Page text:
How To Mix Woods At Home


Friends and customers often ask us for advice on mixing furniture of different timbers (or with timber floorboards) at home. It can seem intimidating, however, there is most definitely an art to it, and we’ve learned a few tips and tricks over the years, in fact, we highly recommend it! Combining different timbers can have a warm and dynamic effect on a room, contributing to a character-filled space. Read on for some advice on mixing different timbers from Plyroom founder Elise Heslop. 


Three Is The Magic Number

“Maintain a balanced look by limiting to three timber types in each room and choosing timbers with either similar finishes or undertones. Take a look at your dominant timbers in the space and work from there.”

“When undertones of the timber are similar, work with the dominant wood tone in the space. If you have timber floors or a lot of timber cabinetry, this is your dominant wood tone. Almost any timber tone can be matched together, providing they have matching undertones; that is, they are neutral, cool (blue, white, or grey undertones), or warm (red, yellow, or orange undertones). A good match is when timber pieces stay with that tone across the space. Note that the most versatile are those woods with neutral tones because they can mix with both warm and cool tones.”

Balance the Direction of the Grain

“If your flooring flows in one direction, you can create the appearance of a wider space by aligning the larger pieces of furniture along these same lines.”

Create Continuity with Shape or Finish

“It’s important to create continuity with similar timber grains or finishes. Let’s say your wood floor or table is glossy; we suggest you carry on with this finish and choose chairs or side tables in a glossy finish.”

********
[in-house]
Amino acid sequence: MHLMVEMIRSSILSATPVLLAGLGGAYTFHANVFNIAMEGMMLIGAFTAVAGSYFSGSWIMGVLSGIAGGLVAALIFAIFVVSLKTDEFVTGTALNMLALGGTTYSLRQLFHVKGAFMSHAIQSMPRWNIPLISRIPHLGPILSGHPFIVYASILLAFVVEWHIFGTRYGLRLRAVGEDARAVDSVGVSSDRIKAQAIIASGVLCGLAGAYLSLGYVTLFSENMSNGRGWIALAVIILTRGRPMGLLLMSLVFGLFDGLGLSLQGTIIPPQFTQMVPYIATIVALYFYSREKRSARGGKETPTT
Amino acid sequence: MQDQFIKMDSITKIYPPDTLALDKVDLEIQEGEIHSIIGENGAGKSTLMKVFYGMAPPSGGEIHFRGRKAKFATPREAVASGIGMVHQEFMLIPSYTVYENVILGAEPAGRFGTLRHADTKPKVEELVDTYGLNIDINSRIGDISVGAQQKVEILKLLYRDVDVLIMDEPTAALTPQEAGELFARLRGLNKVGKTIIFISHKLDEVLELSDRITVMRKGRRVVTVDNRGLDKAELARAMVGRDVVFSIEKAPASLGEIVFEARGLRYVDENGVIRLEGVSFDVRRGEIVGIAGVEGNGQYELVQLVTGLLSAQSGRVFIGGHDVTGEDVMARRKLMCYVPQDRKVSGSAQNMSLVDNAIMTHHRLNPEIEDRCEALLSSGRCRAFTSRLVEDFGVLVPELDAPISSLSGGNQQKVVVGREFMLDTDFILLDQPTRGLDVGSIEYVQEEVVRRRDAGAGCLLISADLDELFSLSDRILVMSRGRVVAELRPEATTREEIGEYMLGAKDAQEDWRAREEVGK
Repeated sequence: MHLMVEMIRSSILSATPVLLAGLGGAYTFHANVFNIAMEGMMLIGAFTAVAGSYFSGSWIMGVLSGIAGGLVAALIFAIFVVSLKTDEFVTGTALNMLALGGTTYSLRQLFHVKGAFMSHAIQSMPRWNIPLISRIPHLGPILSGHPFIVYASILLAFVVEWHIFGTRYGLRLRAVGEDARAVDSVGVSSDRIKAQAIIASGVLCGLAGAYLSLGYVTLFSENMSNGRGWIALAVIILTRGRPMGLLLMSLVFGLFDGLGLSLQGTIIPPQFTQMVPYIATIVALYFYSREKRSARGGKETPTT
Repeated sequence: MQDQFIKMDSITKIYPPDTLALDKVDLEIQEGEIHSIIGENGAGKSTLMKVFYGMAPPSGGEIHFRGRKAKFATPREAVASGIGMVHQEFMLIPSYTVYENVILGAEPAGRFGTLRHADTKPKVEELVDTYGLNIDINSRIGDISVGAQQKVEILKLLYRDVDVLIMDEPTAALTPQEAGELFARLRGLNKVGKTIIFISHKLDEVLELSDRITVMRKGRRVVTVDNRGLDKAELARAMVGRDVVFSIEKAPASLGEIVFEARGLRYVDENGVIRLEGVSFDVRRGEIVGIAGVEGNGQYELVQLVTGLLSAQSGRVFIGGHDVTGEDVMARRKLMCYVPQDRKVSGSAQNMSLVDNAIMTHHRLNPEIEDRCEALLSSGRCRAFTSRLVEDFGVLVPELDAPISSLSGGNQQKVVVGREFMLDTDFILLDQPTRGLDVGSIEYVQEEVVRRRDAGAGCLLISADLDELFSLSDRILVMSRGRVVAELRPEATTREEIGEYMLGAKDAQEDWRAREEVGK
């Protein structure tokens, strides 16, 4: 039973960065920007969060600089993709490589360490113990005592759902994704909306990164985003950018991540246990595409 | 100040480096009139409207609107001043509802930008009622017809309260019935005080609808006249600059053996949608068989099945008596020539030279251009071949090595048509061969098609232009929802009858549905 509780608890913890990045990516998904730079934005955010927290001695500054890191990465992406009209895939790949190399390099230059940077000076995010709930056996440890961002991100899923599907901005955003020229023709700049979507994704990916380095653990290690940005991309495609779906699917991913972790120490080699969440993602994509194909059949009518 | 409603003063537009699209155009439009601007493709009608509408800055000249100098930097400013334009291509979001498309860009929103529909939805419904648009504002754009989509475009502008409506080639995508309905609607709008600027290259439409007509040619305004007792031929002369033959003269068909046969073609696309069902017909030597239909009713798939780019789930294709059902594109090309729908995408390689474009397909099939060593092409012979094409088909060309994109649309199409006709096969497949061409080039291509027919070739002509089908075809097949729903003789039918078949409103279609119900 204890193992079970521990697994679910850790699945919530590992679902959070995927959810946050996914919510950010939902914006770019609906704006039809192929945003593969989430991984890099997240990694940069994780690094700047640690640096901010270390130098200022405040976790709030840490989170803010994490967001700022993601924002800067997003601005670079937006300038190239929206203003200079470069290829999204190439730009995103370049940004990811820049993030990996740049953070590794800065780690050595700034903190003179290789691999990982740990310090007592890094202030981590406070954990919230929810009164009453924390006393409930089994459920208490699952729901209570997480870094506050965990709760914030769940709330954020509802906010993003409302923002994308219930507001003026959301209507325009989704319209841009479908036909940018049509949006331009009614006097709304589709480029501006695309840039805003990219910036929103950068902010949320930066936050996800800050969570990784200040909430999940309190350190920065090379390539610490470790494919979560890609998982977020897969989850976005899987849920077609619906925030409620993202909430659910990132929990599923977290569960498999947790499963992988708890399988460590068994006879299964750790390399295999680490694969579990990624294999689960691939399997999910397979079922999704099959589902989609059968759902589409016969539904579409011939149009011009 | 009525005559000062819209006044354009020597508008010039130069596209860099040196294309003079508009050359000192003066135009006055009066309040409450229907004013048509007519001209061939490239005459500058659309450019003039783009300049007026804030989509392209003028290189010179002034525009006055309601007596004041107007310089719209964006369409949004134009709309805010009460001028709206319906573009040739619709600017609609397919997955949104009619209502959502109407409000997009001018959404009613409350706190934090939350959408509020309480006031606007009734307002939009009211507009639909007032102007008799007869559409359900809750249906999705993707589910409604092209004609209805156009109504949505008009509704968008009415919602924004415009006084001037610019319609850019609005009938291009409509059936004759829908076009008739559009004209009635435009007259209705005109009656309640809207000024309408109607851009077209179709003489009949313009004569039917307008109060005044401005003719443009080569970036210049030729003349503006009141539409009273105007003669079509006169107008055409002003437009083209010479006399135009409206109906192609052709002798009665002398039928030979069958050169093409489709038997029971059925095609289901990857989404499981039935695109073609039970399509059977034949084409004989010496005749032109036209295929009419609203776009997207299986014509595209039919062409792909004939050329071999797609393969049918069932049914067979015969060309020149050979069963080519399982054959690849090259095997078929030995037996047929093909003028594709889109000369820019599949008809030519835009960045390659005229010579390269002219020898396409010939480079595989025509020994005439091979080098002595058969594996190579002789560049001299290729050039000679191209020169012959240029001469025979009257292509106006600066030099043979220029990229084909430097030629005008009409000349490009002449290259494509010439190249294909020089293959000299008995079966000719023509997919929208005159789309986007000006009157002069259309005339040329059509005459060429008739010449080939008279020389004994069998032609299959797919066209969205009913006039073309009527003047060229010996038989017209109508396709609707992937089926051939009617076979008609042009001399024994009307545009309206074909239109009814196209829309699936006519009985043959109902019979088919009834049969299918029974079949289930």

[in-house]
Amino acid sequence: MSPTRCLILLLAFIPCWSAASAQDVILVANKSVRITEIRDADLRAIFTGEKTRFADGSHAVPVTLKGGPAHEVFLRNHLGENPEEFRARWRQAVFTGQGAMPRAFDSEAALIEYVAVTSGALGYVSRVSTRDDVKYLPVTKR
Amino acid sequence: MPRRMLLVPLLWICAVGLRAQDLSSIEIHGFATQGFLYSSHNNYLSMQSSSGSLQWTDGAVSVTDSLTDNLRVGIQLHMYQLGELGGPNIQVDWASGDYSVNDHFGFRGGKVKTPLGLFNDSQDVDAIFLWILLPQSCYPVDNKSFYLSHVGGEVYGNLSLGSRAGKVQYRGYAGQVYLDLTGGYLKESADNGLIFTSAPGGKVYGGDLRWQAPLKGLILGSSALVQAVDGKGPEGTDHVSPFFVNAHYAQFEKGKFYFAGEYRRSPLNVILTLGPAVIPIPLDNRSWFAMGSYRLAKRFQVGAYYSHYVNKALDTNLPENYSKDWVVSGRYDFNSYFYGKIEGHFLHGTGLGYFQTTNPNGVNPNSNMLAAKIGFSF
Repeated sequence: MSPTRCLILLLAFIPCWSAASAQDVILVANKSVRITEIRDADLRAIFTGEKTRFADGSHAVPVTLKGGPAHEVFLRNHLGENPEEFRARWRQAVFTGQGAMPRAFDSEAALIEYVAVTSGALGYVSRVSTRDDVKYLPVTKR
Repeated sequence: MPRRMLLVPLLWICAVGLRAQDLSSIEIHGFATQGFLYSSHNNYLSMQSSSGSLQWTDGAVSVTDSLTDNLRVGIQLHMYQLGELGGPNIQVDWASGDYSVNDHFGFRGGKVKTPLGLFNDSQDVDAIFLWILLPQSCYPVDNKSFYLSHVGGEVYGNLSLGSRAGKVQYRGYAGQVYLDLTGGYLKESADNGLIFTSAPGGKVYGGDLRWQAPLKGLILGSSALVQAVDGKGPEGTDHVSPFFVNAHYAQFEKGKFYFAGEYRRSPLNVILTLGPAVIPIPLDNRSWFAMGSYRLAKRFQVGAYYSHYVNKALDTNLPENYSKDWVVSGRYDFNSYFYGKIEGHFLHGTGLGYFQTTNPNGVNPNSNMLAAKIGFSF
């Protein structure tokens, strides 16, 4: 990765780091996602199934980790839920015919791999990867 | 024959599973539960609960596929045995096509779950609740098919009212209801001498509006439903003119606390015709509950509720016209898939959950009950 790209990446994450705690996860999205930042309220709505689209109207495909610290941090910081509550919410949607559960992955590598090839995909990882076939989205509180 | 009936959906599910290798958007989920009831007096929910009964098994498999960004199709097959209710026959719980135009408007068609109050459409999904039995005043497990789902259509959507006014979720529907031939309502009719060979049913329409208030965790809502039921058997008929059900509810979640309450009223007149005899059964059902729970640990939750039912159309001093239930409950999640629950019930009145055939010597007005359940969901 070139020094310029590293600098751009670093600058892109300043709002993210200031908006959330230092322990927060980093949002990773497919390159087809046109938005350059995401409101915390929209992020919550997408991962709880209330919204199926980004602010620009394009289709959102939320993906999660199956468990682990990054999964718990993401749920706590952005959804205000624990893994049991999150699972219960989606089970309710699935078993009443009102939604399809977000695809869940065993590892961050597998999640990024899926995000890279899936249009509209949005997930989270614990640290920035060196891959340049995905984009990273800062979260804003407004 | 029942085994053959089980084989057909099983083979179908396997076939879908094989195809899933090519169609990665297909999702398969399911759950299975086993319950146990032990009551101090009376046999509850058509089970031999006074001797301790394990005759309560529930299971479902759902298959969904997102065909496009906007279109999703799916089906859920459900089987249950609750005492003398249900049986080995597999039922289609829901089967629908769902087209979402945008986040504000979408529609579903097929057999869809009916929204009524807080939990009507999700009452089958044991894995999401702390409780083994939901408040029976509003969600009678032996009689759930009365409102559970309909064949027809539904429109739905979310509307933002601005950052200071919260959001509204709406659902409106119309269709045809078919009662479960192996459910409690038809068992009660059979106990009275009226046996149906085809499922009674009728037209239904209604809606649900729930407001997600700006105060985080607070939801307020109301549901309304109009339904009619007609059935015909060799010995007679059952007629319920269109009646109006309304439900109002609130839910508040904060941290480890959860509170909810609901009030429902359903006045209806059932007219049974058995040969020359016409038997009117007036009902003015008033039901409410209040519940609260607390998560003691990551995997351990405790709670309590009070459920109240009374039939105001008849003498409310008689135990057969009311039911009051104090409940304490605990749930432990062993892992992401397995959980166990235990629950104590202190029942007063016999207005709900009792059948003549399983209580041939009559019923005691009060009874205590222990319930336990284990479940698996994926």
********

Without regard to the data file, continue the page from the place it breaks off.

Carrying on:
“Common elements such as finish, shape, or period can also join different timbers together harmoniously. The aim should be to achieve a feeling of continuity, meaning there’s one characteristic or feature that appears in every piece. This feature or characteristic will tie together the overall scheme. For example, the curved timber legs of our Shibui shelving system paired with the rounded back of iconic Thonet Bentwood chairs look beautiful together because they share a similar form.”


Moodboard Timbers
Images L to R: Home of Kristina Line,, Remodelista Copenhagen Townhouse, Amanemu Resort Tokyo


Mix and Match

Some straightforward timber pairings that we love:

Beech and Tasmanian Oak or Victorian Ash
These work well together because they each have a subtle, pink hue. 

Ash and Birch
A highly compatible duo, since both share similar neutral undertones.

Birch and American Oak
These look great together, especially if you have darker knots in the birch or a dark edge on the birch, which ties the pieces together.

Birch and Walnut
When the tones of both the birch and walnut are cool, these timbers pair beautifully.

American Oak works with most neutral timbers and warmer timbers also. When the finish is similar, it really works with any timber, even the deeper, darker tones of walnut and teak which we also love.

Beech and Oak

If you’re unsure which timber to select in a Plyroom piece, please feel free to ask us. We’re always happy to look at an image of your room or existing furniture and guide you from there. 

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